XML notes

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This article/section is a stub — probably a pile of half-sorted notes, is not well-checked so may have incorrect bits. (Feel free to ignore, fix, or tell me)

Intro

Some upsides and downsides

On control codes and arbitrary binary data in XML

See Escaping and delimiting notes#On_control_codes_and_arbitrary_binary_data_in_XML

namespaces in XML

In XML, each element can be in its own namespace. Heck, each distinct attribute can be.


Namespaces as a hack on XML

This article/section is a stub — probably a pile of half-sorted notes, is not well-checked so may have incorrect bits. (Feel free to ignore, fix, or tell me)

Namespaces definitions in a document are primarily an identifier any unique values, conventionally URIs and often URLs (to the DTD).

In most uses they also get an alias to be used as a shorthand within the same document.

Namespace declarations are valid (as in usable) in nodes under the place they are declared.


Namespace aliases/prefixes are references to a namespace value declared elsewhere within that document.

They are primarily useful for keeping the serialized document less verbose than they need be.

Human-readable prefixes happen primarily in examples, (other) human-written documents, and XML generated as strings. This leads to some confusion around namespaces, primarily that an alias name is itself significant.

When you match on an alias, you only match on the value it points to - that is, what you have declared it to point to.


aliases are only part of the on-disk/in-communication representation of the document, not really of the in-memory document. As such, loading from disk and writing to disk often means aliases are used as the unique identifiers that they are, but the string used for them is lost.

Prefixes can mislead newcomers to XML, thinking that it is easily matched on by string-like things. It's not a string, and their being readable is a convenience only really relevant to human-written documents.


To an XML parser, there is absolutely no difference between

<root xmlns:example="http://example.com"><example:element/></root>

and

<root xmlns:fhwdgads="http://example.com"><fhwdgads:element/></root>

And parsing and serializing it might yield yet another equivalent version, like:

<root><ns0:element xmlns:ns0="http://example.com" /></root>

Note that aliases work out as anonymous identifiers.


Notes:

  • If you consider prefixes part of the document model in any way, then the document model is not fully defined by the DTD (or such), only be the document itself.
  • ...and so the DTD/Schema has no say about aliases
  • In transforms, like XSLT, this amounts to matching on the namespace value/URI. You cannot match on prefix. (If you want to use a readable prefix, you can declare it which is )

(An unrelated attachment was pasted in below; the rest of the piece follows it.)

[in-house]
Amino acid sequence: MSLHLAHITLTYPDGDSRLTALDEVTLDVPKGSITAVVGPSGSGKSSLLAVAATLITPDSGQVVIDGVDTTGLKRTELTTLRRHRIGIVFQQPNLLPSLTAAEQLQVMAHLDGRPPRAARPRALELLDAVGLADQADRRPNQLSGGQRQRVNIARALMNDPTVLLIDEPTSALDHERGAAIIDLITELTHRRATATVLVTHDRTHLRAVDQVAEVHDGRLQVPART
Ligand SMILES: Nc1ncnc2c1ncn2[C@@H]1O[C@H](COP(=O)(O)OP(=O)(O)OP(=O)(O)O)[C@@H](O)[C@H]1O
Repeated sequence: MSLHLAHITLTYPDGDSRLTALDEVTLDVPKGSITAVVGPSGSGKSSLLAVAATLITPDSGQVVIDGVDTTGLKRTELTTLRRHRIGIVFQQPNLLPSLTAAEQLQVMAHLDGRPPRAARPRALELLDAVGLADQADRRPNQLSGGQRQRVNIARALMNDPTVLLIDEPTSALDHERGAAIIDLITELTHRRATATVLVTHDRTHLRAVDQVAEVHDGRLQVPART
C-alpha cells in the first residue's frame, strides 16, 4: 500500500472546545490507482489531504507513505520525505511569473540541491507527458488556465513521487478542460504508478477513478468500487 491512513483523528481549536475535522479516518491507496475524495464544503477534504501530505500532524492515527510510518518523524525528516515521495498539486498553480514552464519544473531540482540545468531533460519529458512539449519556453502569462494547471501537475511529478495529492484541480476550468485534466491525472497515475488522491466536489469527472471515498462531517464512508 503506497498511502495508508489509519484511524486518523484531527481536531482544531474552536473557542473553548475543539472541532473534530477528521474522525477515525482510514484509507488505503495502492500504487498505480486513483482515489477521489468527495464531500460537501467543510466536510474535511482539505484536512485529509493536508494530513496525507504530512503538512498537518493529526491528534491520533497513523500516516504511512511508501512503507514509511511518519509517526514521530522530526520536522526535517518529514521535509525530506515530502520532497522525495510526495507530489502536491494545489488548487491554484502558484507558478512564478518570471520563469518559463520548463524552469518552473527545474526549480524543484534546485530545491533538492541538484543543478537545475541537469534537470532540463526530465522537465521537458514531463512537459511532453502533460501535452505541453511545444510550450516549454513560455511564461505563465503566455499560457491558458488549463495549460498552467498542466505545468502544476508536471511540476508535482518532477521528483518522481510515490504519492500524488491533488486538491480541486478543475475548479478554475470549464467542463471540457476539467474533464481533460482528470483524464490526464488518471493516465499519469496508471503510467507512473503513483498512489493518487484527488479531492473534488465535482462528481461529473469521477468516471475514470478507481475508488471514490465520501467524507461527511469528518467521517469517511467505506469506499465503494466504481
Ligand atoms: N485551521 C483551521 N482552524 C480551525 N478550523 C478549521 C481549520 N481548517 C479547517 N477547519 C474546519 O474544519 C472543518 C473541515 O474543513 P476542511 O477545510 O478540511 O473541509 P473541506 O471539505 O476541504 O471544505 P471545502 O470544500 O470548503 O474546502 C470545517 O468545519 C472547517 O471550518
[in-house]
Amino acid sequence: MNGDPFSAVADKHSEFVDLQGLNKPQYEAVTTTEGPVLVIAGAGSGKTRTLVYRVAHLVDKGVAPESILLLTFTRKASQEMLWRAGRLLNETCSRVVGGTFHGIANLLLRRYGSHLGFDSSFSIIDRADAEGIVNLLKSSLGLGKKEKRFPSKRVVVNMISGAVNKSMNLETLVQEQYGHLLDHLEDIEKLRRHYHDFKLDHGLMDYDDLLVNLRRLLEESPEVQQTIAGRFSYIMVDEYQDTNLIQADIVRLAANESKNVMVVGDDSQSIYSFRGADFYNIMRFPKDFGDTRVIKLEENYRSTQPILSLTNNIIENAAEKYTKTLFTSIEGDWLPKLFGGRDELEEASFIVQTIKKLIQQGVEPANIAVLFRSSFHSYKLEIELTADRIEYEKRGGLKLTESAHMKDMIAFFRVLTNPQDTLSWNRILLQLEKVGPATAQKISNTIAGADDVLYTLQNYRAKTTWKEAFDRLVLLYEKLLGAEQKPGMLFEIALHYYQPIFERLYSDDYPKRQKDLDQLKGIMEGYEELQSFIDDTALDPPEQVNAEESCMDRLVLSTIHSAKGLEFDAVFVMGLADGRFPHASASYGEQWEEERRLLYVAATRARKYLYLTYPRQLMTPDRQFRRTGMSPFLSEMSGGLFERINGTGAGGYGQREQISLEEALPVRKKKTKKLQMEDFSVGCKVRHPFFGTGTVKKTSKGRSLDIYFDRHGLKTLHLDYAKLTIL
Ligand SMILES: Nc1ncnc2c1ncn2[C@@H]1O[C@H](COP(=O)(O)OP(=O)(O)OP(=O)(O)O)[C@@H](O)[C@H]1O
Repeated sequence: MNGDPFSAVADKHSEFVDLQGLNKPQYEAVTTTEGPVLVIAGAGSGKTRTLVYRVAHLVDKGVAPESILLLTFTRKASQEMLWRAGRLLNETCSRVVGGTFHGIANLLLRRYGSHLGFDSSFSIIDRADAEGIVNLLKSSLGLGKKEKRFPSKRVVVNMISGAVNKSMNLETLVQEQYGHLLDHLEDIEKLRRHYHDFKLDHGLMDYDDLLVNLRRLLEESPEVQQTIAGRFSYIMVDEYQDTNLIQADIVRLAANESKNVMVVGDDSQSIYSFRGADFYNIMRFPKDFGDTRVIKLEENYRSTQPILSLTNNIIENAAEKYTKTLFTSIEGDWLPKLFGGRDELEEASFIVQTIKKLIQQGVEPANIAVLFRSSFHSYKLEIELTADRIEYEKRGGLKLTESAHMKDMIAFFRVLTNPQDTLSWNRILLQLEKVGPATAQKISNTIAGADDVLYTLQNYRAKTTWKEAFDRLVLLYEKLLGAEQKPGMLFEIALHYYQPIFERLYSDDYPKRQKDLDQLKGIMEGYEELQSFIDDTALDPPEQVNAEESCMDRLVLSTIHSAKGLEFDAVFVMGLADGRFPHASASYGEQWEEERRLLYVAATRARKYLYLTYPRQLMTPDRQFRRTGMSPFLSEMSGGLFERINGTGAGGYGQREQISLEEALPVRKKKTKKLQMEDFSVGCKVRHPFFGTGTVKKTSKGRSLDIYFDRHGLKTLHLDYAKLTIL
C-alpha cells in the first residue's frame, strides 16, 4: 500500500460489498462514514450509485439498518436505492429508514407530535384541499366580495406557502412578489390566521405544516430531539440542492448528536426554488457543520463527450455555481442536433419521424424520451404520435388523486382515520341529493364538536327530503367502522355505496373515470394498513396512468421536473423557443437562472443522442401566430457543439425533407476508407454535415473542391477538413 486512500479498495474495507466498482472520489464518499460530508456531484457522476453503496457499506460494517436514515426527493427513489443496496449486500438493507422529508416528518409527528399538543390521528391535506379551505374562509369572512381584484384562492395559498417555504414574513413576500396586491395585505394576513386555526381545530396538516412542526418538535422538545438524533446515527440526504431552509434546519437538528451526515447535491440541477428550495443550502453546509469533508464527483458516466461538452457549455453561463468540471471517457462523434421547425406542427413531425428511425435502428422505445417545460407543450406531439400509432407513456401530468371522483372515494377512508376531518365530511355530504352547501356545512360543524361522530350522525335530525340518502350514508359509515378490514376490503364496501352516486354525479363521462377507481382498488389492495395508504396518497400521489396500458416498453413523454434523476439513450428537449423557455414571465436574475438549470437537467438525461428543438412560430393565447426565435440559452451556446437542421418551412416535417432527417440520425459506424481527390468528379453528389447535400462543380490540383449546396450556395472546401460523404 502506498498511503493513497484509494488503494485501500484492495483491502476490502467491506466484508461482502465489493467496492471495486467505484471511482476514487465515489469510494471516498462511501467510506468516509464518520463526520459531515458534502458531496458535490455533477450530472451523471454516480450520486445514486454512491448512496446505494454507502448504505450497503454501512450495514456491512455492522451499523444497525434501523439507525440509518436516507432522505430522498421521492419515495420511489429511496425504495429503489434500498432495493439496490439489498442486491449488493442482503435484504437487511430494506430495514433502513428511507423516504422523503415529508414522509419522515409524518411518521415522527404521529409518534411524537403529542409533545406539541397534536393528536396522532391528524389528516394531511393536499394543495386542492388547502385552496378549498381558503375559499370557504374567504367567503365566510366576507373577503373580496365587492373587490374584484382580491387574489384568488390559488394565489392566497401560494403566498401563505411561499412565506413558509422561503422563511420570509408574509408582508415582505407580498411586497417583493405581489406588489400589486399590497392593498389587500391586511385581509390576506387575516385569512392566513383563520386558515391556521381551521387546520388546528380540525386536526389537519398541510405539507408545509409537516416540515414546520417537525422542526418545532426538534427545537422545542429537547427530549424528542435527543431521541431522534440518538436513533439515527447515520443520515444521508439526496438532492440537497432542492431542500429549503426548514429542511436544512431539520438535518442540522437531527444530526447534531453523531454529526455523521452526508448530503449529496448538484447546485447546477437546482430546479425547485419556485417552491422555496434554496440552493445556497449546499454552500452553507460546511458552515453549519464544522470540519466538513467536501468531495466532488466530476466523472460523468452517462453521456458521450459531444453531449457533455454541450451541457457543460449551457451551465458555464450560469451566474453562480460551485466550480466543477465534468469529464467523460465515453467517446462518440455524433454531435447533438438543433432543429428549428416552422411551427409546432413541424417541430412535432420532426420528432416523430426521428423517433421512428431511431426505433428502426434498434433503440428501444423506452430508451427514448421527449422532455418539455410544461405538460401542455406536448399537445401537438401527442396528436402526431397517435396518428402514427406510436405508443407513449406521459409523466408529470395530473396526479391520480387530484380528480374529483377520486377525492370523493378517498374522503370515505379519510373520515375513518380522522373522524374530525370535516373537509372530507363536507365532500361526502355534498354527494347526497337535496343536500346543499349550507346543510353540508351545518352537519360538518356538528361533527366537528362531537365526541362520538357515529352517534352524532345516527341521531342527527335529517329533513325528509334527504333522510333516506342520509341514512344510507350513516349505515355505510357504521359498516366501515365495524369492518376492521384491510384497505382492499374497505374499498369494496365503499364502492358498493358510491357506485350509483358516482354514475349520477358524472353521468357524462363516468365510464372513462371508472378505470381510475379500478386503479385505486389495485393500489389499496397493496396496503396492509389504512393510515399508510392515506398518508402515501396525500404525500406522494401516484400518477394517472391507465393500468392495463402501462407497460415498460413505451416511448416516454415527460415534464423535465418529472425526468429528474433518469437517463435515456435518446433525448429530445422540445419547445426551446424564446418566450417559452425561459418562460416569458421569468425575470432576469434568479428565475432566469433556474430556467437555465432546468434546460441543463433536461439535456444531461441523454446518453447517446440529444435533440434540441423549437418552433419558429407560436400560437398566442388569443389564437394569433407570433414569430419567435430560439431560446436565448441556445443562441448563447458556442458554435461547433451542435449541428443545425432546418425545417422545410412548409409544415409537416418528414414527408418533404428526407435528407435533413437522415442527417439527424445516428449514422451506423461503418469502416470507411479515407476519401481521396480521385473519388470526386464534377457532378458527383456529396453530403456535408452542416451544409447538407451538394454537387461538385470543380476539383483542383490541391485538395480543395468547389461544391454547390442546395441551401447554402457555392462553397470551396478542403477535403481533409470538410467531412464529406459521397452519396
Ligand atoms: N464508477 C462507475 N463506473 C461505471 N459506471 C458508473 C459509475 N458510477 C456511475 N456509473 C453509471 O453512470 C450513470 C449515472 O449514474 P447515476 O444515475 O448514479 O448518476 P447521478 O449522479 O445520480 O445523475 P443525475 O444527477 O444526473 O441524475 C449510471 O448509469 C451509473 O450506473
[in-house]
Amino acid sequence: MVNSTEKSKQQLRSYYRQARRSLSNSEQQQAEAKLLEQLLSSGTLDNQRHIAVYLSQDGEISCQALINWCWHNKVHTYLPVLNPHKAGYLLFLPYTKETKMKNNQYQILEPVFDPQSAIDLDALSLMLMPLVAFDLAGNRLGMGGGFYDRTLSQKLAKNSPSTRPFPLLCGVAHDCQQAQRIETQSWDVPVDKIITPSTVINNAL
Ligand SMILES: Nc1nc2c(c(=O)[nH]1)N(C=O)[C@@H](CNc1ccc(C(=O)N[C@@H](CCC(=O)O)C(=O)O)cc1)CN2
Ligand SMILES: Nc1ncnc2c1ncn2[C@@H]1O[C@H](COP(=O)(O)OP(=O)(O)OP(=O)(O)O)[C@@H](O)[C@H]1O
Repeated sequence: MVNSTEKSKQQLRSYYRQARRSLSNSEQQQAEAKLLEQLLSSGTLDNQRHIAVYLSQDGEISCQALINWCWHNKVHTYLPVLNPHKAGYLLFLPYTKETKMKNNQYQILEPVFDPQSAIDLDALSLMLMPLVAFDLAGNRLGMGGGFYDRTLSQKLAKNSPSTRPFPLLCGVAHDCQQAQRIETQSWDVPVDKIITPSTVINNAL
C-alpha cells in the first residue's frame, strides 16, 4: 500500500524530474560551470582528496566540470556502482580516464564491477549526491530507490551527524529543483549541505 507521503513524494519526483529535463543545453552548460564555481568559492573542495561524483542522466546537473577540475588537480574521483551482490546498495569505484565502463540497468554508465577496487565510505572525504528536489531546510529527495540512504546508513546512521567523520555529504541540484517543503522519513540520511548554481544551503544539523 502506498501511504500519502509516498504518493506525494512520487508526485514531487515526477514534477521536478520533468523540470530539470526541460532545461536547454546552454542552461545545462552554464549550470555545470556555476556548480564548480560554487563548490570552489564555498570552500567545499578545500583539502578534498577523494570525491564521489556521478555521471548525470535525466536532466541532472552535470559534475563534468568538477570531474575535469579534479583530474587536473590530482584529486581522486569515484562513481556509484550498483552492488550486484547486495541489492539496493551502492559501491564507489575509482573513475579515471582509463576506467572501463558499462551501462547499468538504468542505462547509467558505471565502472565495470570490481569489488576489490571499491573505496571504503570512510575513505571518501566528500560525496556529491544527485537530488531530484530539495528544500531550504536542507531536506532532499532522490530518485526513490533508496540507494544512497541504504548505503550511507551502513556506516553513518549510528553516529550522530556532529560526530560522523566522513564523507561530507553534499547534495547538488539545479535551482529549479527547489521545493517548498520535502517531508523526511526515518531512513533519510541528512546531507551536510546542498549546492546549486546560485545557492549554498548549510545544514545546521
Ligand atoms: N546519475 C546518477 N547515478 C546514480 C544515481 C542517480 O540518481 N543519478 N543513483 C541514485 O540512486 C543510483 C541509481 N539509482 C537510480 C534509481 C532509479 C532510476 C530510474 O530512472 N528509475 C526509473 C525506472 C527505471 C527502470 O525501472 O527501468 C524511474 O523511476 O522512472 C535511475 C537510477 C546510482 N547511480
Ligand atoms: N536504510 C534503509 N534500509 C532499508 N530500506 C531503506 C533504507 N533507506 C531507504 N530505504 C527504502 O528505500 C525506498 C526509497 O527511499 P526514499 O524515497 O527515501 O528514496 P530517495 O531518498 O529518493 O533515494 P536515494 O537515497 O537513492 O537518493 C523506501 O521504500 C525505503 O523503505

In some cases the use of namespaces and of readable prefixes are both pretty elegant - for example in XSLT, separating xsl from content is clear for human and computer consumption. (note: partly because these are and stay human-written)


It is a problem because once you communicate or store XML data, prefixes are lost, or rather, present an unique-per-document thing and essentially anonymous (you could see them as under-the-covers enumeration), in that their names are completely meaningless without resolving them to the identifiers they point to, which is usually quite bothersome (see e.g. XSLT1).

This explanation may seem counterintuitive because you can *see* them in the XML (or rather, its most common serialized form, text), and in the XML you write you choose readable aliases at that, but in system-(re)generated XML (probably most XML) namespaces only conserve the namespace assignents and the aliases are often not the same as you may have named them - that's entirely valid to XML specs.

Notes on (ab)use of namespaces

Problems in XSLT

This article/section is a stub — probably a pile of half-sorted notes, is not well-checked so may have incorrect bits. (Feel free to ignore, fix, or tell me)

You must, in your XSL, declare all namespaces that you wish to match in the input XML. There is one semi-exception: A default namespace in the XML is anonymous (xmlns="bla") instead of aliased (xmlns:dc="bla"). To match that in XSL, you need to define an alias with the same (URL) identifer (eg. xmlns:x="http://www.w3.org/1999/xhtml" if you happen to know the input is XHTML) after which you must use it on every tag you wish to be matched - which tends to be almost everything.

When that's a pain, blame the creators of the schema for unnecessary use of bothersome namespaces. ...or use XSLT2, which solves much of the alias bother.

See also